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Three roads to mastering Chinese

how to learn Chinese, learning Chinese

Below, this post will argue that there are only three roads to mastering Chinese. This being the case, we need to have a very strong motivation to keep spending time with Chinese.

Road to mastering Chinese #1: Using Chinese in your job

If Chinese is an integral part of your job and you encounter different native speakers on a daily basis, you are sure to learn a ton of Chinese. Naturally, you will learn more if you actually focus on studying a bit on the side, too, but the exposure and amount of practice you will get will accumulate over the years even if you don't study. Most people spend perhaps one third of their time either working or on work-related things, so if this involves Chinese, you will get to 10,000 hours and beyond in no time.

Road to mastering Chinese #2: Cultivating a genuine interest

Some people spend more time on their hobbies than they do on their jobs. If you can make Chinese the target of such a strong interest, you're likely to be able to reach mastery sooner or later. This will power all kinds of useful process, such as turning most of your life into Chinese. Instead of listening to Western music, you listen to Chinese music. Instead of reading books in English, you read everything in Chinese. You might also move to China, but this isn't necessary. With a moderately strong interest, you can get pretty far, but you need a genuinely strong motivation to reach mastery.

Road to mastering Chinese #3: Having your social life in Chinese

In the draft of this article, this third and last road to mastery was called "marry a Chinese-speaking man or woman", but that seems to be a bit too narrow. The point here is that a majority of your social interactions need to be in Chinese and for many people, this means marrying a Chinese-speaking person, but it is of course conceivable that you could achieve the same by only having Chinese-speaking friends. Naturally, simply having someone who speaks Chinese around doesn't mean anything, of course you need to speak Chinese as well. This gives you the opportunity of really learning the spoken language, but probably does little for your reading and writing.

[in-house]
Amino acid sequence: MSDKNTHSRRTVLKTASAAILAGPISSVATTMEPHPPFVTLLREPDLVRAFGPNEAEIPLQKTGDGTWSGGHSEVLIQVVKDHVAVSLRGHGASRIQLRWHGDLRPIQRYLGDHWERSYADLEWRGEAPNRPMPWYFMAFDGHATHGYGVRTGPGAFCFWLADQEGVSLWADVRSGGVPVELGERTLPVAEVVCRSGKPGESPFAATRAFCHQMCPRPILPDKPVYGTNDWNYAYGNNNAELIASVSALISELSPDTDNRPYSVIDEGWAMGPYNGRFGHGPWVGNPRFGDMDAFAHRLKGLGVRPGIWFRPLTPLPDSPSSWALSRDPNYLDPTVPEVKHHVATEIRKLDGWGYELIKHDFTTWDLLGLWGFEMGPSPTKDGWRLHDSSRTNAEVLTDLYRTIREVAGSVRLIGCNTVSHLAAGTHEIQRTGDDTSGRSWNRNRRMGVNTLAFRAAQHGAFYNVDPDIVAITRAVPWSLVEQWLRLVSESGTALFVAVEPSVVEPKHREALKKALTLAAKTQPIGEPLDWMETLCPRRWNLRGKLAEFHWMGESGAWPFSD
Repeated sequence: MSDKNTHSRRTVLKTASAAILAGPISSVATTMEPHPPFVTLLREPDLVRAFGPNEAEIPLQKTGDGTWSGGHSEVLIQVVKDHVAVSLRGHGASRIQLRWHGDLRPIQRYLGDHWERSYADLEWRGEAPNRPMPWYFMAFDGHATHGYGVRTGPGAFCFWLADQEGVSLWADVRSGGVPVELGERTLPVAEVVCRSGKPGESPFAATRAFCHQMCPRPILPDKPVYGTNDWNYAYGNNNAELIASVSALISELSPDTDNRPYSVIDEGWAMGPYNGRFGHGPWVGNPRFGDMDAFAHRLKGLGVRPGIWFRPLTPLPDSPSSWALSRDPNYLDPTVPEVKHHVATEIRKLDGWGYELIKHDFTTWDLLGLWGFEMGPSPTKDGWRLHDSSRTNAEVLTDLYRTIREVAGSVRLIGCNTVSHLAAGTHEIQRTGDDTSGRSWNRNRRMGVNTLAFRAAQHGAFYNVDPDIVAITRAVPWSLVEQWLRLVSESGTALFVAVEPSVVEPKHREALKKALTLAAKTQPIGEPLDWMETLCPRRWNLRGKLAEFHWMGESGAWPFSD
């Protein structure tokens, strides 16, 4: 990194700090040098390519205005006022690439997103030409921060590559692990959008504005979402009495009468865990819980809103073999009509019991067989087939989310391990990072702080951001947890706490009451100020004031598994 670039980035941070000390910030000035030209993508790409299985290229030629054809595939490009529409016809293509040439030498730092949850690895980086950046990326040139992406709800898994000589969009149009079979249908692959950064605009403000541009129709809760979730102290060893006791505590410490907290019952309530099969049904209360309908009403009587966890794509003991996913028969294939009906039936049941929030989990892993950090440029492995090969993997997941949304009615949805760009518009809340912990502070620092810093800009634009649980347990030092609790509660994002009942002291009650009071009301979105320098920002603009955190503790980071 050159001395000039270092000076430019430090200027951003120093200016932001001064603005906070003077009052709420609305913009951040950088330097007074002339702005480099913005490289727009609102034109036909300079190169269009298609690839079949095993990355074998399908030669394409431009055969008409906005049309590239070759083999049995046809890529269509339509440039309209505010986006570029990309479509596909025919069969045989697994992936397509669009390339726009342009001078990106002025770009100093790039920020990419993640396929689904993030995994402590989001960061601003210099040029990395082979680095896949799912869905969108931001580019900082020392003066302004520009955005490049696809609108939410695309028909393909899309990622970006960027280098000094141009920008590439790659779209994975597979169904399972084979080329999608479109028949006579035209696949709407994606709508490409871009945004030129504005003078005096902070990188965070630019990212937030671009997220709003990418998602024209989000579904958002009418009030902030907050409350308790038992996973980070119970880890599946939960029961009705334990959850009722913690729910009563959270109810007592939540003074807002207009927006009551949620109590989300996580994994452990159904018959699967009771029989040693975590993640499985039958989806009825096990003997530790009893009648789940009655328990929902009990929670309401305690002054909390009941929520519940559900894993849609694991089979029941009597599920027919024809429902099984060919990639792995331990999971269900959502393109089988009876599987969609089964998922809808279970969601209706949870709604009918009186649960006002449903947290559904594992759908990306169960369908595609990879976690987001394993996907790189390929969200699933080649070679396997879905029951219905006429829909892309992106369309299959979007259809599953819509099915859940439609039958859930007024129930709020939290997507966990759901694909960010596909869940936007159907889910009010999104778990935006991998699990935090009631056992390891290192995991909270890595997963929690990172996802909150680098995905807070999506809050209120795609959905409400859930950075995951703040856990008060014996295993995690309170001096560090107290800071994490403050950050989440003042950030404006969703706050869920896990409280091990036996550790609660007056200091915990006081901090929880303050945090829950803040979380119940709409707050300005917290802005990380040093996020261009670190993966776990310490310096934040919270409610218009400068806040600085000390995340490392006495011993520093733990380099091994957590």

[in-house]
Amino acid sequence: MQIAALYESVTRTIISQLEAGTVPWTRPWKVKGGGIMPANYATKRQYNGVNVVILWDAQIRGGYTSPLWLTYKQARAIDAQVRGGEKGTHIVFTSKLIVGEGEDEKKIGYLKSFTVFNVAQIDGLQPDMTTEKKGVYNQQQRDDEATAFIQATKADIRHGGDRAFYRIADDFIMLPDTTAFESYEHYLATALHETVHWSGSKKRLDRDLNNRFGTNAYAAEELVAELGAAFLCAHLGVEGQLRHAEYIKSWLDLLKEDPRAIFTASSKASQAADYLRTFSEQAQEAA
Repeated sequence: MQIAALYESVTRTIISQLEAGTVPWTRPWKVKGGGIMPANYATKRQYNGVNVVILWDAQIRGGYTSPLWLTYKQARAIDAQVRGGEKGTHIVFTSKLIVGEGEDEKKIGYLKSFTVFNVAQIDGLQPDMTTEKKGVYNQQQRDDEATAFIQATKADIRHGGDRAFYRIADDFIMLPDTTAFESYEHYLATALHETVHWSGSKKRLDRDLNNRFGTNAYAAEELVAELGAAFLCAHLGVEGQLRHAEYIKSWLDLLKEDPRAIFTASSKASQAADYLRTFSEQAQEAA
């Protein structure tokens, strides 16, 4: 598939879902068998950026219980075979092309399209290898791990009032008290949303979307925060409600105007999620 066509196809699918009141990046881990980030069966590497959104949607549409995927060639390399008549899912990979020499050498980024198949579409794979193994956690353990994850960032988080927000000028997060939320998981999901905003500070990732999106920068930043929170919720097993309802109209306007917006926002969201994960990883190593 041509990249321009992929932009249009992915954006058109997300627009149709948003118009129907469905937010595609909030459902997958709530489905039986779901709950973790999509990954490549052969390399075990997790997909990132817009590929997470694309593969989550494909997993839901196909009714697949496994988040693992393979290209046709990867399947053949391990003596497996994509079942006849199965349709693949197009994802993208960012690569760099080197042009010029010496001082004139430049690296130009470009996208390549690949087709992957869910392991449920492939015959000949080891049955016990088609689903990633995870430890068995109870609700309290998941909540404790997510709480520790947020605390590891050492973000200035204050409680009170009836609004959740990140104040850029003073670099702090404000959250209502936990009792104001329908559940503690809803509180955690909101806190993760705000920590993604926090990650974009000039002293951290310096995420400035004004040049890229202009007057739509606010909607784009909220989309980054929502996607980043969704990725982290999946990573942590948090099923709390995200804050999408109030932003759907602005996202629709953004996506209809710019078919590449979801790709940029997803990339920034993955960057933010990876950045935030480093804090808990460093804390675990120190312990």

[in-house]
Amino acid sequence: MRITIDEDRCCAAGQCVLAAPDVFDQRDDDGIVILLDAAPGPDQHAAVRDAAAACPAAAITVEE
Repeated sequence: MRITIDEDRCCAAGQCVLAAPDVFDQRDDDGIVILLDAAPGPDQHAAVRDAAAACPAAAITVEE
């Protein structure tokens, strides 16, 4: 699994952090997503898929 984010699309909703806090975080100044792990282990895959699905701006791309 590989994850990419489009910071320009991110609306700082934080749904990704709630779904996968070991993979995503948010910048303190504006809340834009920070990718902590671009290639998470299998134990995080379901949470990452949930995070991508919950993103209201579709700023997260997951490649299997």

You don't have to live in China

Of course, many things will be a lot easier if you live in China, such as marrying a Chinese person, working with Chinese or maintaining a strong interest in the language. Many of these things might happen automatically, but if you're not living in China, you will have to make an effort. Still, it's a matter of different degrees of difficulty, not a matter of possible or impossible.

Different roads, different destinations

It should be obvious from the above discussion that mastery is a pretty broad term and that it incorporate a lot of different skills. The roads I have talked about in this article aren't equal when it comes to these skills. For instance, a strong interest is probably the only thing that will make fully literate in Chinese and what kind of job you have in Chinese matters greatly. For instance, compare my situation with someone who works with interpretation.

It's not the case that you have to choose one of them or that you can't reach your goal if you miss some component, the goal here is to show that since we need to spend so much time, we'd better find ways of doing it that really matter to us and that make Chinese an integral part of our lives, not just something we study.

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